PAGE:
Setting up the Perfect Git Command Line Environment on Windows

Over the past couple of weeks I’ve had several people ask me about my dev environment for working with Git on Windows so I decided to write it up here for me to point people to. Of course the first thing that you want is Visual Studio 2013 with the built in Git tooling. While I’m obviously very biased in terms of the Visual Studio tools I’m actually more familiar with the command line workflow – especially coming from the Mac. However the team specifically designed the Visual Studio tools to work well with the command line and compliment them – I find myself swapping more and more between the command line and the UI depending on what’s quickest for me. I NEVER use the command line for merging any more, but I still use if for dealing with multiple remotes (very common in OSS workflows) squashing and rebasing my commits etc. There are some things I actually find myself using Visual Studio for that I never thought I would. For example I quite often find myself swapping my email address around when I’m doing commits for work or if I’m working on a demo or a side project and I’ve noticed I’ve been using the Git settings panel in Team Explorer more and more rather than going to “git config” which surprised me.

So, how do I set up my command line Git experience?

First of all you have to install Git for Windows of course.  I always use the .exe installer from here (ignore the –preview moniker, they are good – at the time of writing the latest is Git- Now one of the first mistakes I see people do is go for the default options in the installer which results is people using Git Bash. If you love yourself don’t do that, but make sure Git is added to your path. On the screens that I need to make decisions on, I always follow this path.

For component selection, I generally go for the defaults. I don’t use the shell extensions personally but they don’t hurt.


This is the important one being the change to make sure Git is added to your Path. This makes sure that you can go to the command shell or PowerShell and run Git. The Git Bash shell is evil IMHO, I never find myself using it despite using Bash all the time when I’m on *nix.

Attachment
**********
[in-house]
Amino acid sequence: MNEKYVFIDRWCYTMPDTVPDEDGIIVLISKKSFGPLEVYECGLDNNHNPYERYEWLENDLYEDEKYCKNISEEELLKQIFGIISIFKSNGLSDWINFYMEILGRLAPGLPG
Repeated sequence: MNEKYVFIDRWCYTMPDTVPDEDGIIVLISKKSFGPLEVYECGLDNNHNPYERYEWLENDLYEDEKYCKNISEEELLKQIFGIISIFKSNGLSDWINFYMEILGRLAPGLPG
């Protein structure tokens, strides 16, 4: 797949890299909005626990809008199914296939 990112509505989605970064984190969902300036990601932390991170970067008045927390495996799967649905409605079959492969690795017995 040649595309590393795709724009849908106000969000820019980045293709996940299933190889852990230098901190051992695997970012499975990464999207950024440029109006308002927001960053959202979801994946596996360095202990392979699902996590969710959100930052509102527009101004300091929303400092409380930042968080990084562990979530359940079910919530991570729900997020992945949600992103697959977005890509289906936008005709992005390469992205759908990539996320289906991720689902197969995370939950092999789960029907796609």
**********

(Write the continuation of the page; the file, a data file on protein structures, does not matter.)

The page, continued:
Then I go with the default of setting the CRLF behaviour to normalize as Unix style endings in the commits.  Basically this makes sure a commit generated on Windows is the same as one done on the Mac or on Linux but also that you can still use notepad if you check out a file that was edited in Vim on Linux.



At this point you now have Git installed. Congratulations!  However, you can do better than that…

Enter PoshGit

The next thing I install is PoshGit. I swear, PoshGit is the main reason to use the PowerShell console (that and also the fact it doesn’t shout at you when you accidentally type “ls” instead of “dir”) Installation of PoshGit can be a bit quirky but Keith’s instructions are pretty good. Basically, after he’s helped you make sure your PowerShell environment is set up correctly, you clone the repo (git clone, cd into it and then run the install script.

I always use Git over HTTPS rather than SSH so I often don’t have Putty installed with Paegent to handle my keys. Therefore I tend to just comment out the Start-SshAgent -Quiet line in \posh-git\profile.example.ps1. If you are seeing the error “WARNING: Could not find ssh-agent” when you start PowerShell and you don’t need SSH then just open up profile.example.ps1 in notepad, scroll down to the end of the file and make sure it looks like this:




# Start-SshAgent -Quiet


Remembering Passwords

Next up I install Andrew Nurse’s credential helper, git-credential-winstore. If you are talking to a Git server that requires a username and password, rather than having to type your credentials all the time this nifty little helper will actually store them securely in the Windows Credential Manager.  Note that when installing you’ll see an error if you’ve gone for the middle option when setting your path in Git for Windows because Git.exe isn’t on your path (Git.cmd is).  Therefore you are going to want to:

  1. Download it from CodePlex and save it to your disk
  2. In a command / powershell window, cd into your Downloads folder
  3. Install the credential helper by typing:

git-credential-winstore.exe -I "C:\Program Files (x86)\Git\bin\git.exe"

Combined with with web interface in TFS, Visual Studio 2013 and Eclipse with egit, that’s all I need personally. However if you want a graphical view of your repository then a lot of people use gitk which is installed with Git for Windows (just type “gitk” inside your repo in the command shell / powershell windows).  You can also type “git gui” for the git-gui tools.  Other popular graphical tools you might want to install are GitHub’s free app GitHub for Windows and Atlassian’s free app SourceTree.  GitHub for Windows is very pretty and great for managing your GitHub based repos. Atlassian’s SourceTree is very highly regarded as stand-alone UI for working with Git repos on Windows.


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